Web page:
Congratulations and good luck!
posted by chocolatepeanutbuttercup at 5:57 PM on October 18, 2005

Another thing - last weekend I photographed a friend's show for her - the photos look like crap because she had already matted and framed the work and didn't want to take it back out of the frames. If you can avoid it, don't shoot the work hanging in the gallery - do it where you can control the lighting and camera angle and where the work is not framed.
posted by chocolatepeanutbuttercup at 6:02 PM on October 18, 2005

You don't really need to sign your questions.
posted by jmgorman at 6:59 PM on October 18, 2005

Unless there is an artsy reason for having slides as a medium in particular that i am ignorant of? (Do artists get together for slideshows of recent work or something?)

yes. most submissions for curated shows want slides -- why? Well, my guess is that slides are easier to evaluate, because you can blow up the image and not only can 1) several people look at it simultaneously, and 2) you'll get a better idea of the size of the work if it's large.

Also, it may possibly be a holdover from art school -- almost every art practice/history course is going to use slides.
posted by fishfucker at 7:39 PM on October 18, 2005

Thanks all, and thanks especially to those wishing me well with the show. It's a fuckload of work, but I imagine it'll be worth it.

@RJ Reynolds - Thank you, this is exactly the info I was looking for. If you're in the Bay Area, is there a camera shop you'd reccommend?

@jaut - that's a great suggestion. I am polling my friends currently for their availability vis a vis being able to do a slide shoot and maybe they'd be interested for a piece of art.

@misterbrandt - you need slides of your entire portfolio if you're an artist with any interest in hanging in gallery shows, because galleries view you as an artist as "a resume and 5 slides" (or whatever their particular numbers are, anywhere from 1-20 slides). They view the slides either on a lightbox or projected on the wall. Slides are very high resolution and are a standard format/layout, they show that you have your shit together enough to follow the instructions "submit 5 slides)," and they're small and easily stored.

In summary, I haven't archived in slides up to this point, because I'm just now reaching a point in my career where I might be approaching galleries, applying for fellowships, etc., and I will be needing slides in the near and forseeable future.

@interrobang - thanks for the info. useful and valuable.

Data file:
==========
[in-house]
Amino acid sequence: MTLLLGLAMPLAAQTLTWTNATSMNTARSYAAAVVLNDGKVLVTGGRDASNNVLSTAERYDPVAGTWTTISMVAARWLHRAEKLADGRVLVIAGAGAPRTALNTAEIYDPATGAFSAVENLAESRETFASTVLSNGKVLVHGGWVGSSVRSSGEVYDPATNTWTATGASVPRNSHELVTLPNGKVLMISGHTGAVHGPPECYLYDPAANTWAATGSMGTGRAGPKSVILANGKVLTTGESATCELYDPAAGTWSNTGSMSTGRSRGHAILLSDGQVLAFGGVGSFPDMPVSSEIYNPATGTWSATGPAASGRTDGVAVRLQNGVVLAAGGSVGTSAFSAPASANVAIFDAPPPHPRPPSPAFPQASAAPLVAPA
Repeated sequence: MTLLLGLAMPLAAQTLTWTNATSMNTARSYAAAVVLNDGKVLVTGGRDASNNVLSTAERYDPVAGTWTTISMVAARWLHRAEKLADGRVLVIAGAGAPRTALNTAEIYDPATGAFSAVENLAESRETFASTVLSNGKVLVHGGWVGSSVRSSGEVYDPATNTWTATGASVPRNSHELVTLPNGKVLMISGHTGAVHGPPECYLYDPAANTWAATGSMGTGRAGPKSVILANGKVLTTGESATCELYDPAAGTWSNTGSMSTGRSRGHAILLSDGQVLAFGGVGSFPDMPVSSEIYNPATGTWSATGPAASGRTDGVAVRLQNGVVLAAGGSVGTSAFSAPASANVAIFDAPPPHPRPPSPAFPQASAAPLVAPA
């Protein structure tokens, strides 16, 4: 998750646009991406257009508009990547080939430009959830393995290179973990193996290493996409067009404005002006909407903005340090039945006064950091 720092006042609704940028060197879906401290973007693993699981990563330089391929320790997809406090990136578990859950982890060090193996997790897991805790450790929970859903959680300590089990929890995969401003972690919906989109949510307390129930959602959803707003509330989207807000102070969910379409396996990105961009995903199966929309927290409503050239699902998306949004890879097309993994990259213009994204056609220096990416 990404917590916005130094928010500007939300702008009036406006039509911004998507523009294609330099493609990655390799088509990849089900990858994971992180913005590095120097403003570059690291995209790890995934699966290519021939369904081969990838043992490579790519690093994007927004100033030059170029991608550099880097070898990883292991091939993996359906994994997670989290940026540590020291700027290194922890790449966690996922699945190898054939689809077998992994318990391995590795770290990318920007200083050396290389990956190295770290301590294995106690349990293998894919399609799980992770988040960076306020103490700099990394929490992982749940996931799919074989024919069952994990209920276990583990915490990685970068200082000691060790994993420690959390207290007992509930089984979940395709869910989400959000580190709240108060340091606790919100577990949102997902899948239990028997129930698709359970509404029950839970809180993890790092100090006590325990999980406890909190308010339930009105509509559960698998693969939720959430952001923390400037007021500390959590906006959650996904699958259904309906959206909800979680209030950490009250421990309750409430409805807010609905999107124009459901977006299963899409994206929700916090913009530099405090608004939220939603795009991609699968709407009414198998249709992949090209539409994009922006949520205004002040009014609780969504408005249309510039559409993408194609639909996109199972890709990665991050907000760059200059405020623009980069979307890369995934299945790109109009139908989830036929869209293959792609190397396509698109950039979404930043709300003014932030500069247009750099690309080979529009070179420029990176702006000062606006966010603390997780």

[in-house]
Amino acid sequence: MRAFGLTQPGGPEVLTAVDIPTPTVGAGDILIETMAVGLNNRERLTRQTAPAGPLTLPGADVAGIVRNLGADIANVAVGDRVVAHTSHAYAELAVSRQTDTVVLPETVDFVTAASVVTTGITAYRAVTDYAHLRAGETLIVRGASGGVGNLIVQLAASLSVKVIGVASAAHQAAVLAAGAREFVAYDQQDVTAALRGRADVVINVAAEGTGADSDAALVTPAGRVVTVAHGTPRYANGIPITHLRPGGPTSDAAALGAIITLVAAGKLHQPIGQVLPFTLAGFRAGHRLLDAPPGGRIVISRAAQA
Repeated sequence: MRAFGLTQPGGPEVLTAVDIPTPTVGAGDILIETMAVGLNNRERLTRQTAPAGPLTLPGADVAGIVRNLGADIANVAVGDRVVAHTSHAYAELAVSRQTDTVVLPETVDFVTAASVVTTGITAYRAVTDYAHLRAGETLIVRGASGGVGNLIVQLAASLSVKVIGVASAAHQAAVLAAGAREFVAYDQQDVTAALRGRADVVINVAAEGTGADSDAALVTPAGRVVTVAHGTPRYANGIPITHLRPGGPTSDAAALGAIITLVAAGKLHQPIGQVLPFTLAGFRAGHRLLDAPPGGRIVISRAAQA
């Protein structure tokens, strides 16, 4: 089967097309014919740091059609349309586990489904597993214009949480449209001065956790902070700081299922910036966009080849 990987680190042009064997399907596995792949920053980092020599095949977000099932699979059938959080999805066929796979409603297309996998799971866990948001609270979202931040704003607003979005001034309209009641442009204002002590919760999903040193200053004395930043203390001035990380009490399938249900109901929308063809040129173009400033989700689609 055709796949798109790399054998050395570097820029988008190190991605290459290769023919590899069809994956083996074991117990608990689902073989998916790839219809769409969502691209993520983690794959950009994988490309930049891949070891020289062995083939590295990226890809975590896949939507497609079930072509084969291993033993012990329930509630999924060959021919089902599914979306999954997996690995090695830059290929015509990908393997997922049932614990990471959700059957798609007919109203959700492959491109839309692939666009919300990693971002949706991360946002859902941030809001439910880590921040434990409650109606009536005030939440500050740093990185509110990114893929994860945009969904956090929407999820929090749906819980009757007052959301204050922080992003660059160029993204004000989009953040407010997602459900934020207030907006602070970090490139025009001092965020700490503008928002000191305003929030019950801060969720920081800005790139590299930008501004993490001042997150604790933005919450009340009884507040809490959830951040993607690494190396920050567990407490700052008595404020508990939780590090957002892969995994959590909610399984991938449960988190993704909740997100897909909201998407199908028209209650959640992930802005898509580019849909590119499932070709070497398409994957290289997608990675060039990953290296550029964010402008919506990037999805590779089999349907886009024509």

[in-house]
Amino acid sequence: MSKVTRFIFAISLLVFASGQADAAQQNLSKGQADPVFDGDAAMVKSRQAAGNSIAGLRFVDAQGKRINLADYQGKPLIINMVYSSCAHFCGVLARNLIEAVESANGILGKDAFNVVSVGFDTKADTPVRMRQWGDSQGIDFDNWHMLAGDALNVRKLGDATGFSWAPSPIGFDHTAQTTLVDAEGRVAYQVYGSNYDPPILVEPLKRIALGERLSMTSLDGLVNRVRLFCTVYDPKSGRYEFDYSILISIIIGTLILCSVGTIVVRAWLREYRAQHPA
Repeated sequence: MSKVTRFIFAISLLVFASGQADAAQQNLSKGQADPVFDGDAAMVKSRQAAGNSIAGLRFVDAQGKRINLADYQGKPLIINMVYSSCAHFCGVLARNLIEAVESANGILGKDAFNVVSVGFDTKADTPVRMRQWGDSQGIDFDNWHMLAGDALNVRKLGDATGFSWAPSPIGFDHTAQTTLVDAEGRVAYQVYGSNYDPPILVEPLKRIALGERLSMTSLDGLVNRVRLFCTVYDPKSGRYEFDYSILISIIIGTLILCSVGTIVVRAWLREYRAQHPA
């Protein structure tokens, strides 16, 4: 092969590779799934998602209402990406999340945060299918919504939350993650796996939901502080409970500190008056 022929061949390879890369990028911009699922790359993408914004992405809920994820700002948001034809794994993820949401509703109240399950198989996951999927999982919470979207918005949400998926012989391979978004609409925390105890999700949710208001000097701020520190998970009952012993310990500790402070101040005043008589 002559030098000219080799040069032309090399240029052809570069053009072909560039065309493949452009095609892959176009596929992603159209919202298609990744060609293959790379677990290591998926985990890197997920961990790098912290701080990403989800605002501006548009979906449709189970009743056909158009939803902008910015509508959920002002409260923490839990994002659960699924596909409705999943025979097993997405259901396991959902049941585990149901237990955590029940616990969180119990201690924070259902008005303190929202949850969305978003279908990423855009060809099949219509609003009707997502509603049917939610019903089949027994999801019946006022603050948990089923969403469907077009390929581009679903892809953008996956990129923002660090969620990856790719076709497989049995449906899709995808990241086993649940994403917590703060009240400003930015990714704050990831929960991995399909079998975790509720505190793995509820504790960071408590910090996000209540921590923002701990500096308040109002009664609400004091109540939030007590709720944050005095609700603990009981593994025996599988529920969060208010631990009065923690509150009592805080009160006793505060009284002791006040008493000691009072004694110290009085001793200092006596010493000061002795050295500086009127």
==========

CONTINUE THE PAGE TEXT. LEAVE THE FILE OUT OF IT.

@chocolatepeanutbuttercup - thanks, I can use this info

@jmgorman - yeah, it's a reflex, it will either dissolve with time or it won't

@fishfucker - FYI, it's how most "grown-up" places that ask for art submissions want the art submitted.

Actually, when I applied to college and was being considered for art scholarships, they wanted the art in slide format, too, so I guess it's just the standard submission format for work.

No one sends originals, and the variety of formats/layouts/quality if you printed photos of work would probably effect how the work was evaluated, so they hold everyone to a single standard -- the slide.
posted by tarintowers at 8:18 PM on October 18, 2005

I used to shoot all my own work. Most of what you've already read should be helpful, but take a minute to read up on how to light your work. Beyond the film you use, it's the most important factor that will affect the outcome.

First off, you want to buy the right color-temperature film for the lights you'll be using. Don't use sunlight, because you can't control it. Don't use overhead lights, because you think they're fine but they suck. If you really are going to shoot chromes, they will reveal and amplify bad light.

You want white-balanced bulbs, 2 of them. One goes to the left of the work, one to the right, equidistant. These are your only illumination, best case scenario. Move them around so that they don't burst light in the center, nor leave it dead. The camera sees different than our eyes do, you have to look at the surface like a piece of film does... objectively.

Tripod is a given. Bracketing is a given. Projecting onto the wall and shooting it is a bad idea: by the time you've even shot it, it's "two generations down."

Only thing to keep in mind is that you're shooting heavy oil or acrylic paint, you may need a fill light in front to deal with shadows -- unless you are choosing to emphasize them.